Silently worshipping the setting orb,
Far flashing o'er the waters; his bright eye
Beaming in speechless rapture, and his heart
Bursting to find expression of his praise.
And when at last the mighty king of day
Vanished behind the ocean, leaving heaven
And the broad deep one matchless world of fire,
Oft would he stretch his hands as if to catch
The dying splendour-while adown his cheek
Tears, wrung from out their hidden chamber, chased
Each other and his spirit felt a pang
Like one departing from an early love."

In the numerous instances of that
species of writing which may be styled
diminutive epic, as narrative of some
striking historic occurrence, we find
considerable skill and energy in group-
ing and advancing salient points so as

to confer spirit, brevity, and comprehension. It were easy, as well as agreeable, to multiply illustrations; but a few stanzas from "The Death of Napoleon” must suffice, and, at the same time, form a desirable conclusion to our paper.

"The Master Spirit of a world,
In vision still a king,

Like eagle from his eyrie hurl'd,
With shorn and broken wing,
Lay shivering with life's latest pang:
Yet o'er him faded glory sang
On Fame's exhausted string,

Of days when he, earth's loftiest one,
Soar'd high in battle's blood-red sun.

"At his death-hour, a tempest broke,*
Far out upon the deep,

Whose giant billows shook the rock
Where he was doom'd to sleep;

The sea-surge lash'd to mist was driven

Athwart the blazing brow of heaven;

And with almighty sweep.

The rattling thunder shook the shore,
Like his own loved artillery's roar.

"It kindled up the fading ray
Of his expiring glance:

Charge-charge! your eagles have the day,

My cuirassiers advance;

An empire's spoil is your reward,

Strike down yon leopard-on, my guard,

Ye chosen hearts of France!

I've given I'll give earth's kingdoms law,

The glorious fight is ours-ha, ha!'

"Thus in the conflict's fearful strife,
That mighty spirit still

“With the 5th of May came wind and rain, and a dreadful tempest, which uprooted all the trees about Longwood. Napoleon's passing spirit was deliriously engaged in a strife more terrible than that of the elements around. The words 'tête d'armée,' the last which escaped his lips, intimated that his thoughts were watching the current of a heady fight; and after a struggle, which indicated the original strength of his constitution, Napoleon breathed his last.”—Scott's Life of Napoleon.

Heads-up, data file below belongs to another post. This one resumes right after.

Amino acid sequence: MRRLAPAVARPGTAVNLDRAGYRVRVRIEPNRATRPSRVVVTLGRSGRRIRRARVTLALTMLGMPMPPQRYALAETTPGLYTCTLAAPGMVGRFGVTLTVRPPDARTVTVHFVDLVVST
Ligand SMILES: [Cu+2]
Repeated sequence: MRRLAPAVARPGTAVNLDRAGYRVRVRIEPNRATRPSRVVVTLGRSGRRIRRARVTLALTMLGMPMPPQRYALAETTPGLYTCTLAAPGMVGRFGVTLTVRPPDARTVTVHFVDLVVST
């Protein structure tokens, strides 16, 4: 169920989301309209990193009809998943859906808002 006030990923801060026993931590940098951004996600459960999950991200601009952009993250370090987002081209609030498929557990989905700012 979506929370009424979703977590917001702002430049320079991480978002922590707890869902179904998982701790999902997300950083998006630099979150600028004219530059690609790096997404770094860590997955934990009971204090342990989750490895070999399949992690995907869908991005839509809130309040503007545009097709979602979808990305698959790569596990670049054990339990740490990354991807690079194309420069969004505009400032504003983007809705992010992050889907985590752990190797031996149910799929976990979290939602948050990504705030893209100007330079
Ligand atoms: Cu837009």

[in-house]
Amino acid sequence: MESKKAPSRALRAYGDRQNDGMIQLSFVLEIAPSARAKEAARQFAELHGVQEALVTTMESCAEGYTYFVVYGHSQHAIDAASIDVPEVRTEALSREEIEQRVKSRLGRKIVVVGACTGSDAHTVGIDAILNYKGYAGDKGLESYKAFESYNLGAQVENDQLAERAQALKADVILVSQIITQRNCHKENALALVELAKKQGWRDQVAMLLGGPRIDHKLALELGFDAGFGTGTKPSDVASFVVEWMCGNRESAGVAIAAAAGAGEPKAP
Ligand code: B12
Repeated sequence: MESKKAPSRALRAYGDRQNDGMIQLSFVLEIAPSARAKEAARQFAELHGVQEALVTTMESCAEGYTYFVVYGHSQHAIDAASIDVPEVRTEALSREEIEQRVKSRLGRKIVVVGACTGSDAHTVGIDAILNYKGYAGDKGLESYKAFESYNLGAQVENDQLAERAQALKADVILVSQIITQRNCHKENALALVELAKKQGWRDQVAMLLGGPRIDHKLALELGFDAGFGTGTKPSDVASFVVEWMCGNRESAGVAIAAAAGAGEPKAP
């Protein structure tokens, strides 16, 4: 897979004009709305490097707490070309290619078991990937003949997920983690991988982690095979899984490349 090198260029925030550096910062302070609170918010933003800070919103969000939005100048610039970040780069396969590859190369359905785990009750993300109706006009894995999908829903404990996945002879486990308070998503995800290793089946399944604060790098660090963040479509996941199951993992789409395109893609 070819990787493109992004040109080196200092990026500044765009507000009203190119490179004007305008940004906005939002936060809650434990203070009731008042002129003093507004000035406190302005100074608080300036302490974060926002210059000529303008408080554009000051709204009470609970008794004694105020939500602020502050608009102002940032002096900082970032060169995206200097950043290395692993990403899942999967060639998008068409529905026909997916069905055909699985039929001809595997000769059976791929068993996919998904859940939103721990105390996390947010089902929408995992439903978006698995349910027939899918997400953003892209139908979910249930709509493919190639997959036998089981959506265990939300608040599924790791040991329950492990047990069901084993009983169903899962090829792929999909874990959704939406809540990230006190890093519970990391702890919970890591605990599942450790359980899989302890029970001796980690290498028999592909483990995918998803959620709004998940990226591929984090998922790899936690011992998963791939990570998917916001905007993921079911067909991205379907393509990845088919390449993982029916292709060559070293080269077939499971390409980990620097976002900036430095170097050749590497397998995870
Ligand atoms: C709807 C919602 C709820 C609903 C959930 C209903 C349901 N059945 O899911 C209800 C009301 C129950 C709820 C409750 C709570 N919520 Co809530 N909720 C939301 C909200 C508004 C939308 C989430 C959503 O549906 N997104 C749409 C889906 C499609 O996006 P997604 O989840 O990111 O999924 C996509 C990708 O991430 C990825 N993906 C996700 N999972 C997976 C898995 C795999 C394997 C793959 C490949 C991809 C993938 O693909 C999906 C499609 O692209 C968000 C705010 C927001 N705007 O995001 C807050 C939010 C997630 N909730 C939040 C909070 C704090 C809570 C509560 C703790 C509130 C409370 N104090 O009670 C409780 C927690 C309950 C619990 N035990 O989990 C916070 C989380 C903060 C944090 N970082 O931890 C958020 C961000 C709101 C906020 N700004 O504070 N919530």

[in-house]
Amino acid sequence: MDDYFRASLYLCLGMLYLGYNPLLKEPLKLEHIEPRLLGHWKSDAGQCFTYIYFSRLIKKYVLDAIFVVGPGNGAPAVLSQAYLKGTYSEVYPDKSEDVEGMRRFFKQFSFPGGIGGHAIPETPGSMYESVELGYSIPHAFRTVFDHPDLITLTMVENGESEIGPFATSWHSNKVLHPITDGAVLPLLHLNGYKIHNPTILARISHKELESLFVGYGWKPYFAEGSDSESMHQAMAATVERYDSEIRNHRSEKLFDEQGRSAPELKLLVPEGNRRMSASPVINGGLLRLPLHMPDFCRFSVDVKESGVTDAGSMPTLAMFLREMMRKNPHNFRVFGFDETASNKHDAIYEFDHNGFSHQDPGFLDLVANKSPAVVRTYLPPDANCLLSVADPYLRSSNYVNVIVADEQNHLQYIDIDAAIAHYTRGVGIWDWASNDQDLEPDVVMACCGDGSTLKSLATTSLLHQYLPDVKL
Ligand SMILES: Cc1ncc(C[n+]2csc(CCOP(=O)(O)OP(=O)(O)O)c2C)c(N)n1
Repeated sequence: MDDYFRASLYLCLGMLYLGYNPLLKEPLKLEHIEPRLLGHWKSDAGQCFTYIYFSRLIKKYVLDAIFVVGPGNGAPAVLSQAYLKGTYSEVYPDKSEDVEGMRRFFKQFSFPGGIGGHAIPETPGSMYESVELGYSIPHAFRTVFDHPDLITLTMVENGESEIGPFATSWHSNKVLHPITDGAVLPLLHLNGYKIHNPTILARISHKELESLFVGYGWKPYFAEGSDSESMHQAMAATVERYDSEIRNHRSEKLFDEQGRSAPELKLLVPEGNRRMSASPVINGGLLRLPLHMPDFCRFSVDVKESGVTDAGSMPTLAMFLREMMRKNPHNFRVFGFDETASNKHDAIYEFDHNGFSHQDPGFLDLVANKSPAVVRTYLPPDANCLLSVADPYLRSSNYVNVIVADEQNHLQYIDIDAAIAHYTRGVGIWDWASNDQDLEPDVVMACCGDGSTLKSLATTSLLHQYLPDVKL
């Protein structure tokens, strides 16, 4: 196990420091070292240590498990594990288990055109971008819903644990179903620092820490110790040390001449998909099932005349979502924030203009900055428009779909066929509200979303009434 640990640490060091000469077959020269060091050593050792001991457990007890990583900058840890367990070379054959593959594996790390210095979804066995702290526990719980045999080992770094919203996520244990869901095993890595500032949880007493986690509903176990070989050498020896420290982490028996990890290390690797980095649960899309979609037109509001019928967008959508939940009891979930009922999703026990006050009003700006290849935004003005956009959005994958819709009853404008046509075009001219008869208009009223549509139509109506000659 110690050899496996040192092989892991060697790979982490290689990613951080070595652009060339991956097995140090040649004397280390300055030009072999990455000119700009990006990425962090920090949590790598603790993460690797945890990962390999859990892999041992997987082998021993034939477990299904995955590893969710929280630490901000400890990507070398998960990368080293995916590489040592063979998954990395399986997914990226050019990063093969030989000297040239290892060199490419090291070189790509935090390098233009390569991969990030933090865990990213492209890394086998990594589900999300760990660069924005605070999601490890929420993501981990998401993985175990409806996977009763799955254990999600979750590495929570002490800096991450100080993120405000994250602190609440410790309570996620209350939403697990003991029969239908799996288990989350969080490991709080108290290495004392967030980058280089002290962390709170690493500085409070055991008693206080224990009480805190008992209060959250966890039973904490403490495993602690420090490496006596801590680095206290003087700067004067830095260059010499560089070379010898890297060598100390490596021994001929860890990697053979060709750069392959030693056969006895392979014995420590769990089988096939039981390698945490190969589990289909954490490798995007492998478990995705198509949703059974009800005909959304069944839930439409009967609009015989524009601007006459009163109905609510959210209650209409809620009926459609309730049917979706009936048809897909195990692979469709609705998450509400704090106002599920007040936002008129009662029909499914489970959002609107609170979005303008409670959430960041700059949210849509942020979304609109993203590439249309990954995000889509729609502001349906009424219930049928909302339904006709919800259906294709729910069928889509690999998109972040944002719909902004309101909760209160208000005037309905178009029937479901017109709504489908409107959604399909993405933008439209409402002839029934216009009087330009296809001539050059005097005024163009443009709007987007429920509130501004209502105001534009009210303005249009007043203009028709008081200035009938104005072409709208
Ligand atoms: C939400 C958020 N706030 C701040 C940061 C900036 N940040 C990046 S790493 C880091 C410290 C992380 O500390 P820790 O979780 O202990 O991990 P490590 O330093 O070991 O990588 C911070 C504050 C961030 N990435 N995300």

Strove to the latest span of life,
With all a giant's will.

He saw his thousand fights once more,

He heard the shock-the charge-the roar.
But death's dark hand is chill;

Ay, far more potent than the vow

Of kings combin'd against him now.

"He died that quiver was his last-
That restless soul has fled;

And hush'd for ever is that blast,
Which thrill'd the world with dread;
The levelling thunder's hollow moan,
Fit dirge for nature's loftiest one,
Peals o'er his crownless head;
Type of his reign, the lightning fires
The universe, and then expires."



THERE is, perhaps, no surer test of genius, either in a writer, an orator, or a painter, than the power possessed by master minds in any of these departments, of making us abjure (for the moment at least) all preconceived theories, and clothe ourselves and our sentiments in the garb prescribed for us by those, in the result of whose opinions we feel, at all events, compelled to acquiesce. One short month has scarcely passed since, enamoured of the flowing and unstudied draperies of the happy transition period between hoops and hop-sacks, I launched out in praise of the Grecian contour of a Cornelia by Romney; and yet, ever since I moored my chair in my friend's library, so as to sit whole afternoons in rapt contemplation of the full-length female portrait opposite, where the very genius of grace, as embodied by Sir Joshua, triumphs over the now once more familiar stiffness of our grandmother's costume, I have begun to think (with the fashionables of our own day) that long waists, ruffles, and stomachers, are "your only wear."